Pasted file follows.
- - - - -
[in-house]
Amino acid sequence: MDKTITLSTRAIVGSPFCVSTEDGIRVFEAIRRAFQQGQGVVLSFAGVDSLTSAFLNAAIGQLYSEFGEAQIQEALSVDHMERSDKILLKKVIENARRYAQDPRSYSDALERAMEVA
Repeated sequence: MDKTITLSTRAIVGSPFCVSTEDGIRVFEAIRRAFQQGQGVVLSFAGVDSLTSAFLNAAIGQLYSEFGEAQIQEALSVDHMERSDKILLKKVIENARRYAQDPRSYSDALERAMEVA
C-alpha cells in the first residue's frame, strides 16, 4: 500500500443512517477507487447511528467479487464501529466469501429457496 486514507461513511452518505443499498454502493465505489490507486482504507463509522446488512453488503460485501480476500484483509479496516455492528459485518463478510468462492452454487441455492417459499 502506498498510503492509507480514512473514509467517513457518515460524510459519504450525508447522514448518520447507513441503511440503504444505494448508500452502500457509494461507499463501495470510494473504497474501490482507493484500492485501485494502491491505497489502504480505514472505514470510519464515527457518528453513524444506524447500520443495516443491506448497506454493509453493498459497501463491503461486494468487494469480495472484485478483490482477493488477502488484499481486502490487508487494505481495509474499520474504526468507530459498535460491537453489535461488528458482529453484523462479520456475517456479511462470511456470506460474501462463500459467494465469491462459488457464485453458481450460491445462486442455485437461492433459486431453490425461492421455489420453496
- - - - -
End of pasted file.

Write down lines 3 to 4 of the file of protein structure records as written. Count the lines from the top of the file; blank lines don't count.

Repeated sequence: MDKTITLSTRAIVGSPFCVSTEDGIRVFEAIRRAFQQGQGVVLSFAGVDSLTSAFLNAAIGQLYSEFGEAQIQEALSVDHMERSDKILLKKVIENARRYAQDPRSYSDALERAMEVA
C-alpha cells in the first residue's frame, strides 16, 4: 500500500443512517477507487447511528467479487464501529466469501429457496 486514507461513511452518505443499498454502493465505489490507486482504507463509522446488512453488503460485501480476500484483509479496516455492528459485518463478510468462492452454487441455492417459499 502506498498510503492509507480514512473514509467517513457518515460524510459519504450525508447522514448518520447507513441503511440503504444505494448508500452502500457509494461507499463501495470510494473504497474501490482507493484500492485501485494502491491505497489502504480505514472505514470510519464515527457518528453513524444506524447500520443495516443491506448497506454493509453493498459497501463491503461486494468487494469480495472484485478483490482477493488477502488484499481486502490487508487494505481495509474499520474504526468507530459498535460491537453489535461488528458482529453484523462479520456475517456479511462470511456470506460474501462463500459467494465469491462459488457464485453458481450460491445462486442455485437461492433459486431453490425461492421455489420453496